Nigeria News

BOKO HARAM: FOR HOW LONG SHALL WE PUT UP WITH THIS SCURGE?

The world was jolted by the suicide bombing of the United Nations’ Headquarters in Abuja, Nigeria on August 26, 2011 by Boko Haram, the radical Islamic sect. About 18 persons lost their lives in the bomb blast and many others sustained injuries of various degrees. This is the second suicide bombing that has been ‘successfully’ executed in Nigeria, the first being the attack on the Police Headquarters, Abuja on June 16, 2011 in which many lives were also lost and about 60 vehicles completely burned in the inferno that ensued. One of such suicide missions was said to have been foiled some days ago and the suicide bomber gunned down.

Before this, the members of the sect had thrown a hand-propelled grenade into the van conveying the security operatives attached to the JTF on July 19, 2011 in Maiduguri, Borno State, wounding three soldiers while others escaped by whiskers. This does not include the numerous attacks on police stations, beer parlours, markets and private homes which have left many people dead. With the activities of the Boko Haram sect especially the bombing of the UN Headquarters, Nigeria has consolidated its position of 14th out of 177 countries in the Failed States Index, 2011, released by a US based group, Fund for Peace (cf. Source Magazine, July 4, 2011, pp. 18 & 19).

The term Boko Haram figuratively means “Western or non-Islamic education is a sin.” Its official name is said to be “…Jama’atu Ahlis Sunna Lidda’awati wal-Jihad, which in Arabic means, “People committed to the Propagation of the Prophet’s Teachings and Jihad.” The literal translation is “Association of Sunnis for the Propagation of Islam and for Holy War” (Newswatch, August 1, 2011, p. 20). This deadly sect was said to have begun in the 1960’s but began to draw attention in 2002 when Mohammed Yusuf assumed its leadership. Two years after, in 2004, the sect set up a base called ‘Afghanistan’ in Kanamma, Yobe State from where it began its preliminary activities of attacking police stations, which of course had no serious response to such threats. That was how the group grew and later relocated to Maiduguri where they set up a religious complex which included a school and a mosque. The aim of the group is said not to be limited to doing away with western education. It is said that, “…Boko Haram also wants sharia imposed in its strict form in 12 out of the 19 states in Northern Nigeria” (The Source, July 4, 2011, p.17). This is the introduction to the forceful islamization of the whole country. In an interview which he granted to BBC in 2009, among many other grievances, “Yusuf stated that the belief that the world is a sphere is contrary  to Islam and should be rejected, along with Darwinism and the theory that rain comes from water evaporated by the sun” (Newswatch, loc. cit). Yusuf was later killed in Police custody on July 30, 2009.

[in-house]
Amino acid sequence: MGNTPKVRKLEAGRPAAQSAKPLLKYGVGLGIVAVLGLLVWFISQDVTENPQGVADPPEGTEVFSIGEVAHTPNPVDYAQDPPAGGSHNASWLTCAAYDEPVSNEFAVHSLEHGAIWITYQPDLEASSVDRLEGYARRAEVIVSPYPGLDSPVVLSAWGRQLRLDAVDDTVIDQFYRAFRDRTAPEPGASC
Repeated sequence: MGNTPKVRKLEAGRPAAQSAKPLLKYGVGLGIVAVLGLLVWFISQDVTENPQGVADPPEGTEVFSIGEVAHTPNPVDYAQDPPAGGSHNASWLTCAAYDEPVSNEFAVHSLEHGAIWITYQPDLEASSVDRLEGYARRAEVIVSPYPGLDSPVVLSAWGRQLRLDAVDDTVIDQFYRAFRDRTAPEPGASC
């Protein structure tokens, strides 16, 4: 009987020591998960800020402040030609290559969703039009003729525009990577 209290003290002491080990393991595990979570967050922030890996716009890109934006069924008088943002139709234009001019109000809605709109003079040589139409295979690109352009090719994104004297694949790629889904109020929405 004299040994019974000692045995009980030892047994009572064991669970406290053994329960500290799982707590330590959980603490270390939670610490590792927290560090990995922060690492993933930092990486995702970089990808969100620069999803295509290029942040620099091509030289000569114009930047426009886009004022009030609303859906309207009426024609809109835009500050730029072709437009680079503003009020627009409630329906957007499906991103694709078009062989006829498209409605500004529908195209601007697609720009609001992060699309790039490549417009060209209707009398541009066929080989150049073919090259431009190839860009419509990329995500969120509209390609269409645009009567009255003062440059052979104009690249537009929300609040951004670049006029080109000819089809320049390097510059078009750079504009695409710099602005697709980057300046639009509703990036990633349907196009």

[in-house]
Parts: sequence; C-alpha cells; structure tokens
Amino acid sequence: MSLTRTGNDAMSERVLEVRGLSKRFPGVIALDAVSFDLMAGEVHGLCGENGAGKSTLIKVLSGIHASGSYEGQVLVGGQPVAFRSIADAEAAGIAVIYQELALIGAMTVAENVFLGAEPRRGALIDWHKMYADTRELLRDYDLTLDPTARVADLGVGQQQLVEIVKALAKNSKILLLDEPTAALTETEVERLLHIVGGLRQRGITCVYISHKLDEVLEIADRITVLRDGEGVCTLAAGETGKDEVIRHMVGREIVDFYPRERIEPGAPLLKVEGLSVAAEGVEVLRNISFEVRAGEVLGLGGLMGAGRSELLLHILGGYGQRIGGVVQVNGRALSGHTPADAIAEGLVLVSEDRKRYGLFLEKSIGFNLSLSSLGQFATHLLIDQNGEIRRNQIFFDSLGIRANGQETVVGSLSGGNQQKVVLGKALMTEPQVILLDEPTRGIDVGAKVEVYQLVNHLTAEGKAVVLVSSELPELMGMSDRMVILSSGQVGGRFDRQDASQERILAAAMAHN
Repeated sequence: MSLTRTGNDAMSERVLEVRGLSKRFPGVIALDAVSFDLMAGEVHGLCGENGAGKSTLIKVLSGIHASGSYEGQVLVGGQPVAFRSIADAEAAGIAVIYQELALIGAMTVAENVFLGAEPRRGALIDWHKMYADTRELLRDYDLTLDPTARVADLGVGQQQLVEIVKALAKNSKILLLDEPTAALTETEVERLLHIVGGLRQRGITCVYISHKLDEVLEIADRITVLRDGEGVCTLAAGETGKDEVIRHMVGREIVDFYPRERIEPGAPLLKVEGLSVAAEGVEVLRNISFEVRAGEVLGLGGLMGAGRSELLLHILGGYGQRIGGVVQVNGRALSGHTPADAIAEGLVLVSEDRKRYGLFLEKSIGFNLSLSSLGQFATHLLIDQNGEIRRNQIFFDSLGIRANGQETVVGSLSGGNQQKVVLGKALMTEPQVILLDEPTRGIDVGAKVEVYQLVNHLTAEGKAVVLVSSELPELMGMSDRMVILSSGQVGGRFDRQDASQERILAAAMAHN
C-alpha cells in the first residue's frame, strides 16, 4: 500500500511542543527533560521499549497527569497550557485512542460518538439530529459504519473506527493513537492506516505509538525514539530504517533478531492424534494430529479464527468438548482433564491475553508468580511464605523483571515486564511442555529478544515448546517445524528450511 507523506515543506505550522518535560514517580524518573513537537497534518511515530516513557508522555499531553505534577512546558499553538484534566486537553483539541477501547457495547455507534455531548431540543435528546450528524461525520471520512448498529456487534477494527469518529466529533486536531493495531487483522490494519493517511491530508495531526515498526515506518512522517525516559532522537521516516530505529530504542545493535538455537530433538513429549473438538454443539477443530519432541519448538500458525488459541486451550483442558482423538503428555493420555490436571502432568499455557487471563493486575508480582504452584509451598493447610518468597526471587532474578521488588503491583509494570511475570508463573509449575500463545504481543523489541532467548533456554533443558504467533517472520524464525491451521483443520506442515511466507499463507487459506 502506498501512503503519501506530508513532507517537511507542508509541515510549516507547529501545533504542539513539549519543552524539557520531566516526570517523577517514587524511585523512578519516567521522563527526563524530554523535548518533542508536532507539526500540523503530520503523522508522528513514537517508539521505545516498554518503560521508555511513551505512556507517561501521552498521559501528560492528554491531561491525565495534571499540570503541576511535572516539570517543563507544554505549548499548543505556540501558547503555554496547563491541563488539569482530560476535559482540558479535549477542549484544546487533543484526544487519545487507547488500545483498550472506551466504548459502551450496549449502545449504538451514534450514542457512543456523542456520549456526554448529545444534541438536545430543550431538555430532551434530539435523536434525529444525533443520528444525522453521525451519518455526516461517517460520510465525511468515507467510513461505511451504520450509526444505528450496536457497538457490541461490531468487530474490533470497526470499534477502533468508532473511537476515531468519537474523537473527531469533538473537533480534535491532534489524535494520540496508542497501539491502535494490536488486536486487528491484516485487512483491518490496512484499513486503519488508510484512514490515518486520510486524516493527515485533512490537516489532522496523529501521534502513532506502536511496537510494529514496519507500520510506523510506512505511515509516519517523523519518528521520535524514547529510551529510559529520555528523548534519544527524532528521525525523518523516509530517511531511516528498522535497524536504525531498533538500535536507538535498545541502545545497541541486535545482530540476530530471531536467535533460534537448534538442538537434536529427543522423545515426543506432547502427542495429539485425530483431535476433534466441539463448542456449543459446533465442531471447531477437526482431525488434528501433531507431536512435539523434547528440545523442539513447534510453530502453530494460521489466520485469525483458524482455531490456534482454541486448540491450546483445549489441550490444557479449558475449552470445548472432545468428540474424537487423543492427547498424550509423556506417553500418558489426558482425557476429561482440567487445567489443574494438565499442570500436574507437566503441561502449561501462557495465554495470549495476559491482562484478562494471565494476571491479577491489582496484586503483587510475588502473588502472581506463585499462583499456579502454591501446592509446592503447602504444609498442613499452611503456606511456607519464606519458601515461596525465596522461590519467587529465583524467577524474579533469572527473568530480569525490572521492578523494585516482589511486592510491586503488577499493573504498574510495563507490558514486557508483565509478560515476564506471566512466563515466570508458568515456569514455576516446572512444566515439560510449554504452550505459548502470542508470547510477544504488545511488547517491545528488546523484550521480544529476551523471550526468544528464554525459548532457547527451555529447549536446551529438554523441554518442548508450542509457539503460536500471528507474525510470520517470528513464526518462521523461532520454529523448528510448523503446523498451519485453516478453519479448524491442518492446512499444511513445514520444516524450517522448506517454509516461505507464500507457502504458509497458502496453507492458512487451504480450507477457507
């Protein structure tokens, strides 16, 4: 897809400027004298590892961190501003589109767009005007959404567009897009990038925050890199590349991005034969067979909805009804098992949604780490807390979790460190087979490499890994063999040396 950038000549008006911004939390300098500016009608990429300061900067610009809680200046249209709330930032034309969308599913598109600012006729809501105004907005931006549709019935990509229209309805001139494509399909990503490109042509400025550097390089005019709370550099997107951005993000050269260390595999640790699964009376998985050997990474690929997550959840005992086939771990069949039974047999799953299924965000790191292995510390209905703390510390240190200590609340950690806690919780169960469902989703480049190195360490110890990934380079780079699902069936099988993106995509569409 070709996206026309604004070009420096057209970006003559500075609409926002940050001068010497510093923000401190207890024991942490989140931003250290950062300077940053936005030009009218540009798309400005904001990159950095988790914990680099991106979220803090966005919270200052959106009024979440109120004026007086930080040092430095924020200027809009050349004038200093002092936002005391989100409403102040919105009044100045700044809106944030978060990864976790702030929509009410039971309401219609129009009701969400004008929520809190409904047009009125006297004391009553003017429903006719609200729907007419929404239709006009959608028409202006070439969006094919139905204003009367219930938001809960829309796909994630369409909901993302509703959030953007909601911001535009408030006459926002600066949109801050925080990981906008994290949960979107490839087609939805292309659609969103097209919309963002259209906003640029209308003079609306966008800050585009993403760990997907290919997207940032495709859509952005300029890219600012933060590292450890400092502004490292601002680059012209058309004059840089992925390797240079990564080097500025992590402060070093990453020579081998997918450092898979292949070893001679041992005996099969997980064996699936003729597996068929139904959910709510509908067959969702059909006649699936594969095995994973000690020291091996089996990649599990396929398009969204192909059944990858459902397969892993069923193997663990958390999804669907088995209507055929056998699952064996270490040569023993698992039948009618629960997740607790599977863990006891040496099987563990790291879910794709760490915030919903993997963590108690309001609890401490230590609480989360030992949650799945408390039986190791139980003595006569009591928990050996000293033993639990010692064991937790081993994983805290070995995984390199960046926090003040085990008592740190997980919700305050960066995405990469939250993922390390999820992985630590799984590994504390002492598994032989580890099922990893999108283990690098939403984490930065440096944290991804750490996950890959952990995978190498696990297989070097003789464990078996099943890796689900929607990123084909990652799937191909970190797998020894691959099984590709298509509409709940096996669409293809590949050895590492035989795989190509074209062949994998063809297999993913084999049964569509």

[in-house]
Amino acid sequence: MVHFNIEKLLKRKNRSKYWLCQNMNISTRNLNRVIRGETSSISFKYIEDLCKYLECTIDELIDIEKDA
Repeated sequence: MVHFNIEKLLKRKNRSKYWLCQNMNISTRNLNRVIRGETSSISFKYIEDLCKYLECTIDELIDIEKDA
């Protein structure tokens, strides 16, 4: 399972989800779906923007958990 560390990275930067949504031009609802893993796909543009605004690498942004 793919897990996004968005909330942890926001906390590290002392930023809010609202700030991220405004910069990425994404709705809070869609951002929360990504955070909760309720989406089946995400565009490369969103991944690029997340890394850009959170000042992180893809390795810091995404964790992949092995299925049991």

Since after the death of Yusuf, the activities of the sect had risen and become deadlier, probably to achieve its leader’s dream of an Islamic Nigeria and avenge his death by the tactical elimination of fellow Muslims who opposed them and extirpation of non-Muslims whom they regard as infidels. A crack has appeared in the walls of the Boko Haram, throwing up a new group called Yusufiya Islamic Movement. This group has dissociated itself from Boko Haram’s modus operandi, maintaining that its members are up in arms particularly against the security agents and the former governor of Borno State, Ali Modu Sheriff for the murder of their leader.

One intriguing aspect of the Boko Haram sect is the ease with which it beats the security networks. If they can find their way into the Police Force Headquarters and the UN Headquarters, it means that the security of the country is at a minus and even the Aso Rock is at risk. There is this strong feeling “… that the group has collaborators within the security forces and receives external training and funding support” (The Source, op. cit. p.17). The same school of thought also has it that some “Influential backers of the Boko Haram … facilitate the shielding of the top members of the sect from public view and possible arrest. They are also the ones who always secure bail for the sect’s combatants whenever police arrest them and  even fund jail breaks in the case of imprisonment” (The Source, op. cit. p.18).

This might have accounted for why no culprit has either been prosecuted or sentenced. Instead, the alleged murderers of Mohammed Yusuf have been docked, probably to please the sect. The Northern elders have been largely accused of being among the sect’s ‘influential backers’. This is borne out of their call to the Federal Government to withdraw the soldiers deployed to Maiduguri whereas no such loud call was given to the sect to stop its carnage. There is a saying that “an elder does not look on while the she-goat delivers in tethers.